How to Get Rid of Baby Acne on Newborn Naturally

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Baby acne is actually a very common skin condition.  This skin condition affects approximately 50% of babies.  Baby acne generally appears within a few weeks to a few months of being born.

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While most pediatricians will tell parents that the best treatment for baby acne is to simply leave it alone because it will go away in a few weeks,  there are some things you can do at home to take care of baby acne sooner rather than later.  Read on to learn more.

Do not use adult or adolescent acne treatments

Your baby’s acne is not due to hormones,  and therefore,  it should not be treated with adult or adolescent acne treatments.  These treatments,  especially those that involve the use of salicylic acid or benzoyl peroxide can be very damaging to the delicate skin of a baby.  Do not use these products.

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Use a natural mask and a moisturizer

Sometimes,  baby acne can be the cause of dry or chapped skin.  The skin gets irritated,  and small bumps form.  To help moisturize the skin,  you can use a baby facial mask.

natural mask for baby acne

This mask is gentle and calming to the skin and contains only natural ingredients.  Combine a small amount of warm honey with some warm milk.  Make sure not to make it to warm for your baby’s skin.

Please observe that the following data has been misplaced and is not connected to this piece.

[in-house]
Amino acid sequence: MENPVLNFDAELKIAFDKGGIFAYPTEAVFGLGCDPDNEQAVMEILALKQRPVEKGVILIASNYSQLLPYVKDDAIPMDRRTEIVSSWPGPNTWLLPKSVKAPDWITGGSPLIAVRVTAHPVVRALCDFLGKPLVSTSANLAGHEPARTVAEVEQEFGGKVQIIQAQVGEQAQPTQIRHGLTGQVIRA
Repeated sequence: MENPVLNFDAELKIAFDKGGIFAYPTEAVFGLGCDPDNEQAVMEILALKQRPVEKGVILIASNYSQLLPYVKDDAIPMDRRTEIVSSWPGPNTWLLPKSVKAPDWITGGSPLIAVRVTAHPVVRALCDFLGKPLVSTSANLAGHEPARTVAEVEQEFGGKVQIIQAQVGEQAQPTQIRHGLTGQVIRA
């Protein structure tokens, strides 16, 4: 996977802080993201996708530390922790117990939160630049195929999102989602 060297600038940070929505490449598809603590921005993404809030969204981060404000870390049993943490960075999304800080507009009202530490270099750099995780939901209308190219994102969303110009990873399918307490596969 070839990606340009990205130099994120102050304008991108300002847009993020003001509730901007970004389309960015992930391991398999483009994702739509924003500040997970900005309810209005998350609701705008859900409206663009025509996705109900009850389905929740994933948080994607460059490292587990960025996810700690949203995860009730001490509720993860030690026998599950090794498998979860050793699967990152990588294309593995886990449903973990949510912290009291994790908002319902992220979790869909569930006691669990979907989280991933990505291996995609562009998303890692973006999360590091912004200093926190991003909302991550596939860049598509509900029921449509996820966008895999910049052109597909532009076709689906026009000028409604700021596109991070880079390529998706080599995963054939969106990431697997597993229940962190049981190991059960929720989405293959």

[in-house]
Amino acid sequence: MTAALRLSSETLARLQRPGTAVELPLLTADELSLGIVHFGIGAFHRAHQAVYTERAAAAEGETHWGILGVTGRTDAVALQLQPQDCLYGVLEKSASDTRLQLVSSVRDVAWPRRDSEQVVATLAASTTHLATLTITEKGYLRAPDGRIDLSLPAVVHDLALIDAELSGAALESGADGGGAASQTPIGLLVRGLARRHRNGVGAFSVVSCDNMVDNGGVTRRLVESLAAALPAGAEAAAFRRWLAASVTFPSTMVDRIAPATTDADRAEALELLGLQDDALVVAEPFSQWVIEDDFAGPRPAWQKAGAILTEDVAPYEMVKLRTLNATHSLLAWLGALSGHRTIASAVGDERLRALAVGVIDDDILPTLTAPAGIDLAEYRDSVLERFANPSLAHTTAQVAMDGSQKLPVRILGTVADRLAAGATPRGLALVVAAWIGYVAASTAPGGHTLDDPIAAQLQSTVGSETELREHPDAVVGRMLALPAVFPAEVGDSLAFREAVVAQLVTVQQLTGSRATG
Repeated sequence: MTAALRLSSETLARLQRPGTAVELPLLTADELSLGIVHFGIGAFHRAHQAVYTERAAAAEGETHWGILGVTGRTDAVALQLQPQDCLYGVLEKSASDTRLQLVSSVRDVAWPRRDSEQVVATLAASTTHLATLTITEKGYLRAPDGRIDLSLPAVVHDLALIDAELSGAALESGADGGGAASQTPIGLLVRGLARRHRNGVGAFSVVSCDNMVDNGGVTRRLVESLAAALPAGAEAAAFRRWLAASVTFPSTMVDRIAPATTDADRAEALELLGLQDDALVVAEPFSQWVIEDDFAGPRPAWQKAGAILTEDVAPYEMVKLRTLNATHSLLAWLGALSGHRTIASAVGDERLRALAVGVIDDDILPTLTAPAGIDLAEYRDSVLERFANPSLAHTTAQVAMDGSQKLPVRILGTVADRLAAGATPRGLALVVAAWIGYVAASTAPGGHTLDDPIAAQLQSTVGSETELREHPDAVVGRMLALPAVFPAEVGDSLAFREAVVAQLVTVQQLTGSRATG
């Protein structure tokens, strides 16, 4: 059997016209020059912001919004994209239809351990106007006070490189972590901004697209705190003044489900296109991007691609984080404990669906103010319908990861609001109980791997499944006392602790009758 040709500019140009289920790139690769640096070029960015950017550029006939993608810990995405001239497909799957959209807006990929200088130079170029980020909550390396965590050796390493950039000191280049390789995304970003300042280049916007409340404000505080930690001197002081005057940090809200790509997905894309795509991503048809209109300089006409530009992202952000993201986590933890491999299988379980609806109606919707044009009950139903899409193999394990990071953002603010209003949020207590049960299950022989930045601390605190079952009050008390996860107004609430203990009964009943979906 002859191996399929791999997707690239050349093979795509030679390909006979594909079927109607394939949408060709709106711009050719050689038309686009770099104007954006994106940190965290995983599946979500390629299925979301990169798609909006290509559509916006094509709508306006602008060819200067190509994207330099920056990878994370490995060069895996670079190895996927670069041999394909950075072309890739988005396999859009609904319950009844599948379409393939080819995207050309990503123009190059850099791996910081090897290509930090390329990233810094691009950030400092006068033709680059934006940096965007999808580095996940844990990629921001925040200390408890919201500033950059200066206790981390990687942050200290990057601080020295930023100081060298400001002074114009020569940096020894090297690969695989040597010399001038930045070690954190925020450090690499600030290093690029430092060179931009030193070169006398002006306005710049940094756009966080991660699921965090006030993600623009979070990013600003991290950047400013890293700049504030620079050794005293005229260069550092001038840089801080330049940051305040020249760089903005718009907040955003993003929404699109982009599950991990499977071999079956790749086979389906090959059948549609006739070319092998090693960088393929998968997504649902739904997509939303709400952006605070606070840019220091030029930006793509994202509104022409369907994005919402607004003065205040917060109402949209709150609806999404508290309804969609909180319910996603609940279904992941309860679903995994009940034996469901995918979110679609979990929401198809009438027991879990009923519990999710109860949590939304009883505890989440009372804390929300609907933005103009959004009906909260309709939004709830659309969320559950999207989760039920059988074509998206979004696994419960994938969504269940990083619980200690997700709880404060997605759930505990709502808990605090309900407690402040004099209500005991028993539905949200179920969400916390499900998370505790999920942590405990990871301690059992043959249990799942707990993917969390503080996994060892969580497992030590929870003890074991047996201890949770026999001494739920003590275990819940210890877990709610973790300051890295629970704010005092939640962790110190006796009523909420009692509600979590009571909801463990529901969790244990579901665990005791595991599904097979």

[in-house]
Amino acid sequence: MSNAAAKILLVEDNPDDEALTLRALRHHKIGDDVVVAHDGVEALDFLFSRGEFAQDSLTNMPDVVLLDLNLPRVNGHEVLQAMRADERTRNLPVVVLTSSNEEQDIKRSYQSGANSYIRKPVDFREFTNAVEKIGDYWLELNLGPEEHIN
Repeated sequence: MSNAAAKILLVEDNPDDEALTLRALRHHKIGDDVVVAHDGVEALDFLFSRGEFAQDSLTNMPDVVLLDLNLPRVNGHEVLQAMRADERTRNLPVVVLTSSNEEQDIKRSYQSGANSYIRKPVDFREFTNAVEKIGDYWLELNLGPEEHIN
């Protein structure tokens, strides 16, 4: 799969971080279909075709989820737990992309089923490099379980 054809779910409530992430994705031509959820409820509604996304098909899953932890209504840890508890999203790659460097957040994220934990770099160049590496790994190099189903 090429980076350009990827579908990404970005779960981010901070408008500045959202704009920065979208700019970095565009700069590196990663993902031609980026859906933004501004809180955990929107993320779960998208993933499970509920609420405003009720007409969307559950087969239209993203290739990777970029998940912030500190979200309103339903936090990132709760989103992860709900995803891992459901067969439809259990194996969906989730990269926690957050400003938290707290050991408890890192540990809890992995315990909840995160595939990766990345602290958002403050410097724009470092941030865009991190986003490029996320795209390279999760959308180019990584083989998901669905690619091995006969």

Test it first.  Apply the facial cleanser once per week.  When you are done with the facial cleanser,  rinse, pat dry gently,  and use an extremely mild moisturizer.

Get a prescription baby acne cream from your baby’s doctor

If the above remedy does not work, consider getting a prescription cream from your baby’s doctor.  These creams usually contain retinoids.  Remember that retinoids are a rather harsh chemical,  so you can only use a very small amount on your baby so that you do not damage his or her skin.  Retinoid creams for babies and children will help to regenerate their skin faster.

Remember,  there are some skin conditions that will seem like baby acne but are actually different.  If you notice baby acne on a young one who is older than five months,  the condition is likely not baby acne.

The culprit could be eczema,  or your child could be having an allergic reaction to a new topical product or a new food.  Look over your baby’s diet,  and check with your pediatrician to be sure.  Otherwise,  use the steps about to get read of your baby’s acne at home and in no time.

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